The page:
One element stands out on smooth jazz artist Art Sherrod, Jr.'s Seasons: the album boasts some of today's biggest stars on the modern jazz and R&B scenes. On his second album, Sherrod wisely varies the content; while his saxophone stays in the foreground, he also features guest artists and varies his material.
R&B crooner Will Downing guests on "Thinking of You," a pleasant song meant for steppin', a dance made popular in Chicago. Downing's silky voice, along with Sherrod's sax, makes for a sexy ride. "To the Floor" also provides a danceable beat, with finger-snapping percussion and thumping bass. Other standouts include his smooth cover of Earth, Wind, and Fire's "That's the Way of the World" and "Just Chillin'," a song to play while sitting by the fire on a winter's night. "Everything Will be Alright" achieves the same laid-back effect, with minimal vocals but Sherrod's soaring saxophone and a complex bass line Gerald Albright brings his bass along for the track, which adds some needed rhythm and just a touch of funk. Tracey Hamlin lends her vocals to "You're the One," a pretty ballad marred only by annoying percussive effects (the sound of water dripping detracts from the very nice chord changes).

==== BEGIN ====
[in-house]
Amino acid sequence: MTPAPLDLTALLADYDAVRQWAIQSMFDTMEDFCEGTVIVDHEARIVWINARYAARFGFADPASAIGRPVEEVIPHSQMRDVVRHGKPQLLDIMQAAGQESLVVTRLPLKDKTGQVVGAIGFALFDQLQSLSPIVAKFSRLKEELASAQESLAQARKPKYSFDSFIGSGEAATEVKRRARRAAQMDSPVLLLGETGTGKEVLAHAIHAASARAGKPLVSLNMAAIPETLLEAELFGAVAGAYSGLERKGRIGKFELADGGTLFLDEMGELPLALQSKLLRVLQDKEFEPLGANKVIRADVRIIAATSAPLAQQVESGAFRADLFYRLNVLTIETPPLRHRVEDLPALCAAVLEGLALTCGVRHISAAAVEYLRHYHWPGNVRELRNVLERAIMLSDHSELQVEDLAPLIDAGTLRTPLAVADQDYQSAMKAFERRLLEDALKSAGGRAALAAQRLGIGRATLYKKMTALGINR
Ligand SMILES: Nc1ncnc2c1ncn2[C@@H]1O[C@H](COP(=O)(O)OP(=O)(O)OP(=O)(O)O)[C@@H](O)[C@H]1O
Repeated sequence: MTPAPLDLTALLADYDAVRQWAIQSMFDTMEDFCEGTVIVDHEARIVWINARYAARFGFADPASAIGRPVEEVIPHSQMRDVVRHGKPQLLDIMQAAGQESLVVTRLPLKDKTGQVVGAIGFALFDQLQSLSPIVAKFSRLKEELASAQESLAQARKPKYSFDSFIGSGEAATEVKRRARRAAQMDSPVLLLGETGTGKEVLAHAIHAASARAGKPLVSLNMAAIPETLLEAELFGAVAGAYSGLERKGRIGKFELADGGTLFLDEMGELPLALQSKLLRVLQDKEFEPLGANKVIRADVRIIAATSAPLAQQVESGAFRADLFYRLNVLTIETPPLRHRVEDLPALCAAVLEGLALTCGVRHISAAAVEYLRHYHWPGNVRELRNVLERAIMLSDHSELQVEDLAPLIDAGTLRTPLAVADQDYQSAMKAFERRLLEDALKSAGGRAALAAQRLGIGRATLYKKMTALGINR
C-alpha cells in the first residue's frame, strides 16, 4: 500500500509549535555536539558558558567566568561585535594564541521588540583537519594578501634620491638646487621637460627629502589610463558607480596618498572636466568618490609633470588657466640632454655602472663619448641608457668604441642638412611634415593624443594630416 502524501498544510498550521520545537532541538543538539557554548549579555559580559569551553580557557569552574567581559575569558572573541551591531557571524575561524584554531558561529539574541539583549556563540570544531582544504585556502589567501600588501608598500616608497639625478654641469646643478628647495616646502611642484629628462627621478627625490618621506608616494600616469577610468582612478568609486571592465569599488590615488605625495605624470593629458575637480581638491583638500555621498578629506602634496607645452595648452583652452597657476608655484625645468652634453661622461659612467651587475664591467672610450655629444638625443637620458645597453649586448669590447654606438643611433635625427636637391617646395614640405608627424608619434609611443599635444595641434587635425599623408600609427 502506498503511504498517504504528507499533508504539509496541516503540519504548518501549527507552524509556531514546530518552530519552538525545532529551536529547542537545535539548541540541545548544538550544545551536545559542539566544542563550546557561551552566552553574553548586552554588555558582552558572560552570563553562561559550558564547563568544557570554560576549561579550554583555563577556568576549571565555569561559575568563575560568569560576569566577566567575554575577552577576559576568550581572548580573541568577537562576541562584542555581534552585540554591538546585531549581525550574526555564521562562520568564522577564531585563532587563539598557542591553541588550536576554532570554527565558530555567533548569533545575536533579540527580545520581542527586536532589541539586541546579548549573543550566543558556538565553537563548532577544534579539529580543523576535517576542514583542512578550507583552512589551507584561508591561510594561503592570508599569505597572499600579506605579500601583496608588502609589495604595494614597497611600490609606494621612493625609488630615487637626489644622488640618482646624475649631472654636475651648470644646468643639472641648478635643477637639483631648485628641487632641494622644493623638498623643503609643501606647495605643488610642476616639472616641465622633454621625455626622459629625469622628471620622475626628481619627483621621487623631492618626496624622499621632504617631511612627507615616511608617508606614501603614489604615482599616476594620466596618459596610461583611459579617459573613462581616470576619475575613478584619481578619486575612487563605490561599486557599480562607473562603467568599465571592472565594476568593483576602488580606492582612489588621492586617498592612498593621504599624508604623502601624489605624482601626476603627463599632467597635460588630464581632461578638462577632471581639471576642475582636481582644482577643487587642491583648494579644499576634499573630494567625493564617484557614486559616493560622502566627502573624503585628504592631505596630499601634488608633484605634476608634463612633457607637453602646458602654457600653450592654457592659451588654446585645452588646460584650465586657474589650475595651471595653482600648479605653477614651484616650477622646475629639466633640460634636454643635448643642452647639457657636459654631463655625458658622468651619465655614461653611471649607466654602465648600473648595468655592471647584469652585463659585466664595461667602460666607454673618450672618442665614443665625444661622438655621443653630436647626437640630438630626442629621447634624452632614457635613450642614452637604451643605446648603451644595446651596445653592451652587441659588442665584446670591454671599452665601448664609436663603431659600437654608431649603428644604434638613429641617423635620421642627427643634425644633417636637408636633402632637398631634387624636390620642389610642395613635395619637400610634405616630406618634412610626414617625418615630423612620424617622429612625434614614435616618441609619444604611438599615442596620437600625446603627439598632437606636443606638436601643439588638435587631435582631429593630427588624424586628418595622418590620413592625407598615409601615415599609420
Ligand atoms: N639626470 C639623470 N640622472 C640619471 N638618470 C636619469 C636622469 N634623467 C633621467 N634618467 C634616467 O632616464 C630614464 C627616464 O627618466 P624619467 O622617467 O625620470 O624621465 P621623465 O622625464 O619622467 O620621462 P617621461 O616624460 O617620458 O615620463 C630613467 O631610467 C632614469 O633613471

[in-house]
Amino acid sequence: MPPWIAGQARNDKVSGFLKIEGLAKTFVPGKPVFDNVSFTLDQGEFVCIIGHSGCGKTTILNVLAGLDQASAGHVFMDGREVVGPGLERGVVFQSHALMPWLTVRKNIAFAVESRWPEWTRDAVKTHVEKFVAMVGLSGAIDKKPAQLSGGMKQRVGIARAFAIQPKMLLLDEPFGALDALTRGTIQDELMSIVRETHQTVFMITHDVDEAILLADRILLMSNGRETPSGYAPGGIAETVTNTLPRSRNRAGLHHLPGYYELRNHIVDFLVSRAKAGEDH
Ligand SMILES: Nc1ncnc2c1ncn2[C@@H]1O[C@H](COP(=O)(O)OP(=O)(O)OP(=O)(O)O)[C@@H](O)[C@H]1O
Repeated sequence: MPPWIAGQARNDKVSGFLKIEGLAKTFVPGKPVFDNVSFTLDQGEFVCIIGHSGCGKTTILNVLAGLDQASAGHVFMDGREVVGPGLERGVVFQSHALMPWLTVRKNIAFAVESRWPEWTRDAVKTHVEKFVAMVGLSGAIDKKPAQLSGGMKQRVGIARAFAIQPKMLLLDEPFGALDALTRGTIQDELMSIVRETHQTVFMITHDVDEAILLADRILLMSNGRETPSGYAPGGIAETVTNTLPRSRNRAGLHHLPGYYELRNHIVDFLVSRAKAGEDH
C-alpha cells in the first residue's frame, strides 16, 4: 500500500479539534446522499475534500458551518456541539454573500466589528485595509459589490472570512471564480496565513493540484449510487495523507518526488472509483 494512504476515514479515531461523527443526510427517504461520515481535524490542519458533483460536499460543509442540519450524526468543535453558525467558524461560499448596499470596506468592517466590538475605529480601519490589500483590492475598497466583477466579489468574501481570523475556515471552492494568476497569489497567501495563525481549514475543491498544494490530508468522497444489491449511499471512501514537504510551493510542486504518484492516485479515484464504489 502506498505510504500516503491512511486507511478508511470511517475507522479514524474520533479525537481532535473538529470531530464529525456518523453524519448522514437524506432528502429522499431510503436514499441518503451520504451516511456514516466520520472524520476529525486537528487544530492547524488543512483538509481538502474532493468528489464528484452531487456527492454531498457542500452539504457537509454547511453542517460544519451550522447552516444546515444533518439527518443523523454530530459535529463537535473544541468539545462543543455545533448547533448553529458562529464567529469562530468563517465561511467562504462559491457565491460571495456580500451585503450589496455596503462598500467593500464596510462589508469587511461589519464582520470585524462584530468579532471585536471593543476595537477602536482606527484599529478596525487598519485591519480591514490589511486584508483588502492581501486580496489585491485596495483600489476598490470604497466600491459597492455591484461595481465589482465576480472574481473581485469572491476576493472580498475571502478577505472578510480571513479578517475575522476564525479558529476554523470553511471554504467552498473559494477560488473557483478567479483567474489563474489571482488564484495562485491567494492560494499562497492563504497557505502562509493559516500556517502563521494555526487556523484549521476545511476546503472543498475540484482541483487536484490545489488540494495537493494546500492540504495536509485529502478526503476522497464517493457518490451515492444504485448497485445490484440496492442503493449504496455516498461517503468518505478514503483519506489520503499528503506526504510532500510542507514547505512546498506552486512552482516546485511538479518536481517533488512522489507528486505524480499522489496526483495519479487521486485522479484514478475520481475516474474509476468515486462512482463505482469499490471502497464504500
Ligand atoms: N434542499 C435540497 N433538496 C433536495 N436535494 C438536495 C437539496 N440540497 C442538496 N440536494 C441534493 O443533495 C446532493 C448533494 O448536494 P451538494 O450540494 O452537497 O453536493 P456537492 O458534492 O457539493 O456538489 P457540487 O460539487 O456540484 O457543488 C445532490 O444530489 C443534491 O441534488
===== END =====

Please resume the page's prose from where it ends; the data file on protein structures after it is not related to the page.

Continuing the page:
"Anytime," featuring Frank McComb on vocals, is unabashedly romantic and contains that "quiet storm" vibe with its fluttering synthesizer. Similarly, "We Fall Down," originally a contemporary gospel hit by Donnie McClurkin, receives the smooth makeover, sounding decidedly more secular. Still, the chorus "we fall down/but we get up," sung by a small vocal group, conveys the original tune's inspirational tone.
The pace changes with "On Sunday Morning," a smooth jazz track that incorporates elements of gospel such as the organ and church piano. Only occasional vocals break through, letting the sax, bass, and piano carry the tune. "East Coast Steppin'" provides enough rhythm to fit the intricate dance; interestingly, Sherrod states that the track pays tribute to the late Grover Washington, Jr.; while the rhythm may match some of his seventies work, the overall sound bears little resemblance to Washington. Still, it serves as a danceable song and a welcome detour from the slower jams.